On November 3 the Institute for the Study of Human Rights, at Columbia University in New York, hosted a roundtable discussion called “Peace and Justice in Burma: Serious International Crimes Continue Despite Talk of ‘Change.’ ”
The discussion featured a presentation by Debbie Stothard, coordinator of the Alternative ASEAN Network on Burma, outlining the current situation in Burma, specifically in Kachin State.
Stothard began with a brief history of the conflict in Kachin State. In 1994, after decades of fighting, the Burmese government signed a ceasefire agreement with the Kachin Independence Organization and its military wing, the Kachin Independence Army (KIA). Despite the ceasefire, the Kachin people did not see their pleas for a representative government realized. In 2009 the Burmese government demanded that all opposition forces, the KIA included, incorporate themselves into the Border Guard Forces of the Burma Army. In light of the KIA’s refusal, the Burmese government launched an offensive against the KIA in Kachin State and Northern Shan State in June 2011. This war has caused large-scale displacement and a dramatic increase in human rights violations committed by the Burmese army in conjunction with its “four cuts strategy.”
According to an October 7 report by Kachin Women’s Association Thailand (KWAT), these human rights violations include extrajudicial killings, sexual violence and rape (often gang rape), the use of child soldiers, enslavement and forced labor, and torture. The report says these violations are a direct policy of the Burmese government, both regularly and widely perpetrated impunity, which suggests they could amount to war crimes and crimes against humanity.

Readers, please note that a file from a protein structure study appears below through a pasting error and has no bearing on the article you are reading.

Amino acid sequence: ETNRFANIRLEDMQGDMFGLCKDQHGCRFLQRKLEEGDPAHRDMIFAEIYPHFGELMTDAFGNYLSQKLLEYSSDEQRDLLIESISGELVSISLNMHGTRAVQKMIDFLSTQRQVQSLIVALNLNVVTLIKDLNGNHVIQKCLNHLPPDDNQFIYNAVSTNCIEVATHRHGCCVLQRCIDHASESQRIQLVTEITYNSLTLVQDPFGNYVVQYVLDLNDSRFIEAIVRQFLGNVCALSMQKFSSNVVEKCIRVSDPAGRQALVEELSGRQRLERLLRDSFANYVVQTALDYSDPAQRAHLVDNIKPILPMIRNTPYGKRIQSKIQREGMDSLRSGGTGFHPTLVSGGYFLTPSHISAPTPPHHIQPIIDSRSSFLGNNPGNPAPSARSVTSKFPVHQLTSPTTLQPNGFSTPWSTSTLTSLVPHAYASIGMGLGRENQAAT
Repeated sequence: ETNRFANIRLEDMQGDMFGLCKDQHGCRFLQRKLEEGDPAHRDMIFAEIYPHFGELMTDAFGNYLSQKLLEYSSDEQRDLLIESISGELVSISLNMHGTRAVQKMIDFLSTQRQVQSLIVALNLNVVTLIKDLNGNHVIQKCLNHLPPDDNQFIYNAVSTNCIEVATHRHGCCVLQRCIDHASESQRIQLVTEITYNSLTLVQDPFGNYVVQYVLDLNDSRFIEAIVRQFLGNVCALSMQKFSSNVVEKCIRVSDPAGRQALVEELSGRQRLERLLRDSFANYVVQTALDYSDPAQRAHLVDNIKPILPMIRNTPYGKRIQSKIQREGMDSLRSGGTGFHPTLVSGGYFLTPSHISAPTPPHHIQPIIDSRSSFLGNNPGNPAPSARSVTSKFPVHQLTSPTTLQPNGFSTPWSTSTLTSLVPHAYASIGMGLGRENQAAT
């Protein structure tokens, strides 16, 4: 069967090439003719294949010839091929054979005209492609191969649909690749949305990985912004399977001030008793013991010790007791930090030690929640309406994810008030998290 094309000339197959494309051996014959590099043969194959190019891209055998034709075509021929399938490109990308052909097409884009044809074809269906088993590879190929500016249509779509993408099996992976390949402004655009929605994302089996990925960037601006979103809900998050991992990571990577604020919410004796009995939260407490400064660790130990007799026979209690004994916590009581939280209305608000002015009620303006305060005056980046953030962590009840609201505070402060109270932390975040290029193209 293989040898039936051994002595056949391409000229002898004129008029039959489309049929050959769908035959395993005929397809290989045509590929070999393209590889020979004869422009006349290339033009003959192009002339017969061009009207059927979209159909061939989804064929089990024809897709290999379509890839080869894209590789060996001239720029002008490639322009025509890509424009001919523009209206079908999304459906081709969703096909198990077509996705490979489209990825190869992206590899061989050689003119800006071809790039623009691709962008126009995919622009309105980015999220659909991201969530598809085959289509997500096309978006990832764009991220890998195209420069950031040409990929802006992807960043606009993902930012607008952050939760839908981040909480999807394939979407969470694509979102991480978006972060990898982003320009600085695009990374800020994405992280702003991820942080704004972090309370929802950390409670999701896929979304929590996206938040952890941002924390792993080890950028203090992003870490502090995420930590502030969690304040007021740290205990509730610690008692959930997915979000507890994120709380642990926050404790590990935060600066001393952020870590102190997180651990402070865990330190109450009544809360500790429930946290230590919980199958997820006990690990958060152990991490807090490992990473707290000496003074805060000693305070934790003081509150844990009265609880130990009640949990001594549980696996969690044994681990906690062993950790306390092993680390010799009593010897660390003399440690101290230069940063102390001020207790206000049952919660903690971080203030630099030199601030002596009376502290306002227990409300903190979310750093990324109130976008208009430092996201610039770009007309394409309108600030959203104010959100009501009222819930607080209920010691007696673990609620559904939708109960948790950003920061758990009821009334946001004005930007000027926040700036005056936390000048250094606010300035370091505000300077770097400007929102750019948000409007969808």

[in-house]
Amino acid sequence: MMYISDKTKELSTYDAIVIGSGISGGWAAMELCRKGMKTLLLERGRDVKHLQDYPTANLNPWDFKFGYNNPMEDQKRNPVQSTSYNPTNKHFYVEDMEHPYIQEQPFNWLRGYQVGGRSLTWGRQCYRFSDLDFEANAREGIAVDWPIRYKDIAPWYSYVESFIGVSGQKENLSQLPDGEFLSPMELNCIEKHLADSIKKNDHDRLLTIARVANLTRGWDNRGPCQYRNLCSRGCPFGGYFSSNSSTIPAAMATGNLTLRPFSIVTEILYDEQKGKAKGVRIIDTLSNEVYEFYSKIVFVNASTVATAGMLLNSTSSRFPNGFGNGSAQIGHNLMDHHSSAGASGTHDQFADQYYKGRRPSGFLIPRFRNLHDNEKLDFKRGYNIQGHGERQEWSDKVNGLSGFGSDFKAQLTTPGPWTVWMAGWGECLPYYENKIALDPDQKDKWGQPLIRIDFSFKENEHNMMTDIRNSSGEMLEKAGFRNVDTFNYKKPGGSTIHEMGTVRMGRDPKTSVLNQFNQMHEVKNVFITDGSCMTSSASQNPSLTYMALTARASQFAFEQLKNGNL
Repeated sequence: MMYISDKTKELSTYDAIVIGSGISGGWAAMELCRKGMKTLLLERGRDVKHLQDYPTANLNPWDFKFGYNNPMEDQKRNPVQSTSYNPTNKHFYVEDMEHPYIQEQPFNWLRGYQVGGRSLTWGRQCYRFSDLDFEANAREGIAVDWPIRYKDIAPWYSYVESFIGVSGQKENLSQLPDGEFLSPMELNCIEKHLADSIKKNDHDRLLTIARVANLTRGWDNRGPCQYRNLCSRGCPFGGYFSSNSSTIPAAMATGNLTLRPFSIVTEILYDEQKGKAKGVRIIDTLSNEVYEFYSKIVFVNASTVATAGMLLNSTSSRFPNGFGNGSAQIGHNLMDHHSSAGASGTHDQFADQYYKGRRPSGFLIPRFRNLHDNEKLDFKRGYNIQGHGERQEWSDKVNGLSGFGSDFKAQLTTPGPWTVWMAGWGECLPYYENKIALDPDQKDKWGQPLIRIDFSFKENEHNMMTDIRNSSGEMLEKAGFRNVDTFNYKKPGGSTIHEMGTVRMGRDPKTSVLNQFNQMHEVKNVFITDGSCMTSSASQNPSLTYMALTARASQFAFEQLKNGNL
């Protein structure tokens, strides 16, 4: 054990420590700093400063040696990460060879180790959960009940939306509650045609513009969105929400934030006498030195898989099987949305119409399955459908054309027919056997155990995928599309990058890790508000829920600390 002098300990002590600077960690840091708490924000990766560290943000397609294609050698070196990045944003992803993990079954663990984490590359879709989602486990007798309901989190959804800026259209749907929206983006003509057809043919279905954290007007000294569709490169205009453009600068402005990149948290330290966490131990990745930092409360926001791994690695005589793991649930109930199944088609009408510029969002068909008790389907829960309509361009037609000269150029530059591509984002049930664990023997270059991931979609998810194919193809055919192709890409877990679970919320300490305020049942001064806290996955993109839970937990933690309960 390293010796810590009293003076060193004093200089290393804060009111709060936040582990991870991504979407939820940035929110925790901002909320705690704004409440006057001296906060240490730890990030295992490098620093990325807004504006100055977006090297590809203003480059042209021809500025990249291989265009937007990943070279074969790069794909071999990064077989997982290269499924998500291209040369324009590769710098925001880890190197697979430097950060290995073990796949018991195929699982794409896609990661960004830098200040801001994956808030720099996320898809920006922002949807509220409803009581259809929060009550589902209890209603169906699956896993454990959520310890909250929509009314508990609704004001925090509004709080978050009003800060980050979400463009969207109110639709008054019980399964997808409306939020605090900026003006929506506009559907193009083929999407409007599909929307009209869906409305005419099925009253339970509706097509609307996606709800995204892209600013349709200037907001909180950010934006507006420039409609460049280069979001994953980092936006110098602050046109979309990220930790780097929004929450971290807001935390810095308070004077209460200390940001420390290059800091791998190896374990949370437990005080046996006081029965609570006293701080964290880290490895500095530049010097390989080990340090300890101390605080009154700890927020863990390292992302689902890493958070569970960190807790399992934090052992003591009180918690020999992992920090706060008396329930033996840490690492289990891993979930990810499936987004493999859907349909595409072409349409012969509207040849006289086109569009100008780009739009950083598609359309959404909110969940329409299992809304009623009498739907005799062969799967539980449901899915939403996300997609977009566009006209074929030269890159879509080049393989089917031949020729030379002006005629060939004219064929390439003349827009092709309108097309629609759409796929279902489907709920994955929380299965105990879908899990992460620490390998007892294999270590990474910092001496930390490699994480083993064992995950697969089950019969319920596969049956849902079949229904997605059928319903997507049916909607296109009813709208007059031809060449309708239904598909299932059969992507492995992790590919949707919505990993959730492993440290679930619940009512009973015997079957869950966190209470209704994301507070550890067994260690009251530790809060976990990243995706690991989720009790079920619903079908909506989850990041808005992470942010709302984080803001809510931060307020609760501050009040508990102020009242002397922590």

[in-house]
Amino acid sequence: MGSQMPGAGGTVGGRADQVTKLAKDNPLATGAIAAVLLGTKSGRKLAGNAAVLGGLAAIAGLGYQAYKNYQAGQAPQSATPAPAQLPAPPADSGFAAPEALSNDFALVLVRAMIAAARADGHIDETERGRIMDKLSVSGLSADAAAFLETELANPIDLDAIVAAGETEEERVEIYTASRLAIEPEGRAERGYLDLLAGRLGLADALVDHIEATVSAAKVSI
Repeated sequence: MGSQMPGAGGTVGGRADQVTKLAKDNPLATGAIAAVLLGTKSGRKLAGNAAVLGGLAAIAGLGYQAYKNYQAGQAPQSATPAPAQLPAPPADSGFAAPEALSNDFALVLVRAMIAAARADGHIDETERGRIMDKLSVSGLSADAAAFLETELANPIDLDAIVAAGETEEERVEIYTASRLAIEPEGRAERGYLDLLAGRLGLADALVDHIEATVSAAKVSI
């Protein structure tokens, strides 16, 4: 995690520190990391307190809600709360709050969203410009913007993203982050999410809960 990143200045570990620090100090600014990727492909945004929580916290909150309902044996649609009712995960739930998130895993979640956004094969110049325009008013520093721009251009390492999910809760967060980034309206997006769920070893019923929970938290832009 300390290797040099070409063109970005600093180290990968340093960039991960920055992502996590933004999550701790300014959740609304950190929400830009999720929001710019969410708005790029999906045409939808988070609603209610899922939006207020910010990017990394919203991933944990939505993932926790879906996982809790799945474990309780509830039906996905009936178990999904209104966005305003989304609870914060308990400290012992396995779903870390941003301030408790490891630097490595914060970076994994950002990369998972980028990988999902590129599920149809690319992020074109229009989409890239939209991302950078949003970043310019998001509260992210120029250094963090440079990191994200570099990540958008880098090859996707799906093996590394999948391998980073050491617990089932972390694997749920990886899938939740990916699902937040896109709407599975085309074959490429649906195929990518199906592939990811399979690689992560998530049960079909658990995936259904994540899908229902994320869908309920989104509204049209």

The conflict in Kachin State has created hundreds of thousands of refugees who are currently housed in six makeshift refugee camps, five of them on the China–Burma border. The Burmese government has blocked aid to these refugee camps, creating a humanitarian crisis that Stothard says is not being addressed by the international community because of a lack of political will.
KWAT is one of many organizations calling for a UN inquiry and a subsequent referral to the International Criminal Court (ICC) for an investigation of war crimes and crimes against humanity. (Burmese organizations cannot request a referral to the ICC themselves, since Burma is not a signatory of the Rome Statute.)
Stothard told the audience that a referral to the Security Council was being blocked by Russia, a major arms dealer to the Burmese government, and China, which has multiple financial interests in Burma, including oil. So far there are 16 countries in favor of a UN inquiry into human rights violations in Burma, but Stothard says the initiative is also opposed by ASEAN, for fear of light being shed on human rights violations in most of its member states.